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Condensed Phases and Intermolecular Forces. Fundamentals  How do particle diagrams of liquids & solids compare to those of gases?

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Presentation on theme: "Condensed Phases and Intermolecular Forces. Fundamentals  How do particle diagrams of liquids & solids compare to those of gases?"— Presentation transcript:

1 Condensed Phases and Intermolecular Forces

2 Fundamentals  How do particle diagrams of liquids & solids compare to those of gases?

3 Describe relative positions and motions of particles in each of 3 phases

4 The Question  Why do some substances exist as gases, some as liquids, and some as solids at room temp?

5  Part of answer has to do with forces between separate molecules  2 broad categories of forces need to be aware of

6 Forces INTERMOLECULAR INTRAMOLECULAR Dispersion Dipole-Dipole Hydrogen Bonding Covalent Ionic Metallic

7 #1: Intramolecular Forces  Intramolecular forces = attractive forces that hold particles together in bonds (ionic, covalent, or metallic)  Intra means “within”  Intramolecular forces = bonding forces

8 # 2: Intermolecular Forces-IMF (aka: van der Waals forces)  Inter means “between” or “among”  Intermolecular forces = forces between neighboring molecules  Intermolecular forces are weaker than Intramolecular forces

9 Intermolecular forces determine phase  “Competition” between strength of IMF & KE determines phase

10  If IMF are strong, substance will be solid or liquid at room temp  Particles want to clump together  If IMF are weak, substance will be gas at room temp  Particles free to spread apart

11 It’s a balancing act! Intermolecular Forces Kinetic Energy [this substance = a gas at room temperature]

12 Intermolecular Forces vs. Kinetic Energy Intermolecular Forces Kinetic Energy [this substance = a condensed phase (solid/liquid)]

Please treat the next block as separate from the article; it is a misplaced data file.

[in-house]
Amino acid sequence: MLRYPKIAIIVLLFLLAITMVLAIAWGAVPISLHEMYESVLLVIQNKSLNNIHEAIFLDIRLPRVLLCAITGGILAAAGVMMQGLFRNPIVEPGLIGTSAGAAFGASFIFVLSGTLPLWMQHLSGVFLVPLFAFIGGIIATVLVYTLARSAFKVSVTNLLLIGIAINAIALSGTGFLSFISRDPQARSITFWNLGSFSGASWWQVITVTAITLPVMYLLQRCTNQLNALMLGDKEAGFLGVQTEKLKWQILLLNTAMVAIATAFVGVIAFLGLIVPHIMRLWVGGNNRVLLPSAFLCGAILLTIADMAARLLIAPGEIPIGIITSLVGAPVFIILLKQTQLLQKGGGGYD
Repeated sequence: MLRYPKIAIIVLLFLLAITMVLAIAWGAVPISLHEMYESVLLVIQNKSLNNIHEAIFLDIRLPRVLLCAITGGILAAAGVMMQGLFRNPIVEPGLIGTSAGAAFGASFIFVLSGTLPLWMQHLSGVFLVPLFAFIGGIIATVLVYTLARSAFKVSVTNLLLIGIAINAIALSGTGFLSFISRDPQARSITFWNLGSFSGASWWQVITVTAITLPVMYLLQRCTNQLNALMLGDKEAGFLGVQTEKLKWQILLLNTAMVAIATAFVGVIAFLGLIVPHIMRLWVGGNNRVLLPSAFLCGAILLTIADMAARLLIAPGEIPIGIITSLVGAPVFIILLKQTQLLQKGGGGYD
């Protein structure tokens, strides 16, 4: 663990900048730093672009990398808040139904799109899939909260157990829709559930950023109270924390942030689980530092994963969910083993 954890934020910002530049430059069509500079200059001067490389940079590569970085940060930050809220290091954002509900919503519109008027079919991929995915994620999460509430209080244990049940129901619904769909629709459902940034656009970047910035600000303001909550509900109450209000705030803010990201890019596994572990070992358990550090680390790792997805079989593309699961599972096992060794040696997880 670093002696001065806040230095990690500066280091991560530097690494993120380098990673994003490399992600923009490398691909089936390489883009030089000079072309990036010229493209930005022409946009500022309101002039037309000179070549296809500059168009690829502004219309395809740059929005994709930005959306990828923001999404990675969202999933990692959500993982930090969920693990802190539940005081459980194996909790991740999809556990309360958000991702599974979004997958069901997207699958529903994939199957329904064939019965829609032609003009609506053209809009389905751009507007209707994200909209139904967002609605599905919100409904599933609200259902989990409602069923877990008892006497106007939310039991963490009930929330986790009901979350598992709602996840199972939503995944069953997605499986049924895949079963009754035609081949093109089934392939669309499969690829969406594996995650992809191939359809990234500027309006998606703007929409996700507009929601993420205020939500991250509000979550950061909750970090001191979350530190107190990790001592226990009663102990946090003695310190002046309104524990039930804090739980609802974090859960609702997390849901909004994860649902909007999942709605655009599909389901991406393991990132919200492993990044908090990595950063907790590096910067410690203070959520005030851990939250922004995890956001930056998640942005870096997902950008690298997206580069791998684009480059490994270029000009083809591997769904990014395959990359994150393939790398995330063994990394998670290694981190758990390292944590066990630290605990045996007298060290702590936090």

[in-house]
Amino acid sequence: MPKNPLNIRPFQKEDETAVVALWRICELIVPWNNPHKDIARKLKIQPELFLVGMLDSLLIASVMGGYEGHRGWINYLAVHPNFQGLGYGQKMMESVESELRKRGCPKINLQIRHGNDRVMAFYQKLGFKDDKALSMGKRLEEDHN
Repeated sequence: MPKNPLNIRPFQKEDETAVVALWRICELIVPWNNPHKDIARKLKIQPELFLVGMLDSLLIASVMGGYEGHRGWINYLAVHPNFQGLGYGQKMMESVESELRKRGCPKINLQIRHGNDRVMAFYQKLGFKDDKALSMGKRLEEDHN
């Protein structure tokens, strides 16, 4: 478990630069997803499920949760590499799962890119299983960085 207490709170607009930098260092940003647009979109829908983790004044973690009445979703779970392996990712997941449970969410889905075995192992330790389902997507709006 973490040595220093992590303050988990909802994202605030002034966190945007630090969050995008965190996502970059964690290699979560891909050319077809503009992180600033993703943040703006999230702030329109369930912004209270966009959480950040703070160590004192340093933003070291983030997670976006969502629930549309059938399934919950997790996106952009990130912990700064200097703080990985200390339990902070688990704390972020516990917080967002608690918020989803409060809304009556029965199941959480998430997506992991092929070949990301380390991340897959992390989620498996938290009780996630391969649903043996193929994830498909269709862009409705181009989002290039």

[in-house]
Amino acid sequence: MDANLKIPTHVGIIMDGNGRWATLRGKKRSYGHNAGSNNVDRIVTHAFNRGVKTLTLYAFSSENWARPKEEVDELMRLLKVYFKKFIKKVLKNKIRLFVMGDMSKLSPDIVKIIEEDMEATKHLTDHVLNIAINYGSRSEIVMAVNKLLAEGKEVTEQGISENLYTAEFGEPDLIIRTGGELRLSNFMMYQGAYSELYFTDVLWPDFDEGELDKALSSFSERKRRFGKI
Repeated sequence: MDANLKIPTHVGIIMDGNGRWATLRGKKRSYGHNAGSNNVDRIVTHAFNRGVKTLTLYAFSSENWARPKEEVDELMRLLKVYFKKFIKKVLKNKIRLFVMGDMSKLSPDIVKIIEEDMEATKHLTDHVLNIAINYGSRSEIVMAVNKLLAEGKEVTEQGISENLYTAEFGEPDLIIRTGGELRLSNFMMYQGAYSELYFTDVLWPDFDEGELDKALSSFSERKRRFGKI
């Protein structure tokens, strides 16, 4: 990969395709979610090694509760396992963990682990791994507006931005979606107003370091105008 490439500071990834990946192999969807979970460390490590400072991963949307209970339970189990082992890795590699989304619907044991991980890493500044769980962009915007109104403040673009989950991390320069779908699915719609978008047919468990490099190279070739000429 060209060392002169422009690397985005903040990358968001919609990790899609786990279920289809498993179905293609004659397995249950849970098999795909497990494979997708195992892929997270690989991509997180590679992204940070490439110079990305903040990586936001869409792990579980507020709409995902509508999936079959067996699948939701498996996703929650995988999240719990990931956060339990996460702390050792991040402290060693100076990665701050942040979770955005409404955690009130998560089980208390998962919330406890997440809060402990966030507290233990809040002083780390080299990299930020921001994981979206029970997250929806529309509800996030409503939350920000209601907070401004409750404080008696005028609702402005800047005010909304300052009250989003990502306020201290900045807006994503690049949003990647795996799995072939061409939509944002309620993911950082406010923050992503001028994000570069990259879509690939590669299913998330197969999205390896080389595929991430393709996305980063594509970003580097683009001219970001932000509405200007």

13 Why Temperature Changes Affect Phase  Since T is measure of average KE, changing T can change phase  Changing T will change average KE

14 Changing the temperatureIntermolecularForces Kinetic Energy

15 Intermolecular Forces:  ≈ 5% to 15% of strength of intramolecular or bonding forces  Account for phase at room temp  Strong IMF  condensed phase  Weak IMF  gas phase

16 3 types of intermolecular forces (IMF): 1. Dispersion forces 2. Dipole-Dipole forces 3. Hydrogen bonds

17 1. Dispersion Forces 1. Dispersion Forces: ● weakest IMF ● occur between nonpolar molecules

18 2. Dipole-dipole forces 2. Dipole-dipole forces: intermediate IMF occur between polar molecules

19 3. Hydrogen bonds 3. Hydrogen bonds: strongest IMF occur between molecules that have: H-F H-O or H-N bonds

20 Dispersion Forces & Nonpolar molecules instantaneous and momentary fluctuate results from motion of electrons induce if charge cloud not symmetrical will induce asymmetry in neighbor’s charge cloud!

21 Nonpolar molecules Nonno Nonpolar means no poles Can’t tell one end of molecule from other end electrons are evenly distributed Symmetrical

22 Examples of Nonpolar Molecules  monatomic gas molecules:  He, Ne, Ar, Kr, Xe, Rn  diatomics if both atoms are same:  H 2, N 2, O 2, Cl 2, F 2, I 2, Br 2  symmetrical molecules:  CH 4, C 2 H 6, C 3 H 8

23 Dispersion Forces and Size  Dispersion forces ↑ with molecule size  larger the electron cloud, the greater the fluctuations in charge can be  Rn > Xe > Kr > Ar > Ne > He  I 2 > Br 2 > Cl 2 > F 2  C 8 H 18 > C 5 H 12 > C 3 H 8 > CH 4

24 Boiling point of N 2 is 77 K (-196˚C) IMF are very weak dispersion forces

25 Dipole-dipole Forces & Polar Molecules Molecule shows permanent separation of charge; has poles: one end partly (-) & one end partly (+)

26 Polar means molecule has poles: (+) & (-) geometry and electron distribution are not symmetrical Polar Molecules

27 What do you know about charge?  Opposites Attract!  this time, situation is permanent!  Examples: HI, CH 3 Cl

28 Hydrogen Bonding H-O N-H Occurs between molecules with H-F, H-O, or H-N bonds (FON!!!)

29 Hydrogen Bonding  Hydrogen bonding is extreme case of dipole-dipole bonding  F, O, and N are all small and electronegative  strong electrons attraction  H has only 1 electron, so if being pulled away H proton is almost “naked”  H end is always positive & F, O, or N end is always negative

30 Hydrogen bonding: strongest IMF influences physical props a great deal

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32 Strength of Hydrogen Bonding  Fluorine most electronegative element, so  H-F bonds are most polar and exhibit strongest hydrogen bonding  H-F > H-O > H-N

33 IMF vs. Physical Properties  If IMF  then:  Boiling point   Melting point   Heat of Fusion   Heat of Vaporization  while:  Evaporation Rate 

34 Intermolecular Force vs. Temperature  IMF more important as temperature is lowered  Low temperature – low evaporation rate  High temperature – high evaporation rate

35 Indicate type of IMF for each molecule:  NH 3  Ar N2N2  HCl  HF  Ne O2O2  HBr  CH 3 NH 2 Hydrogen bonding Dispersion forces Dipole-dipole forces Hydrogen bonding Dispersion Dipole-dipole Hydrogen bonding


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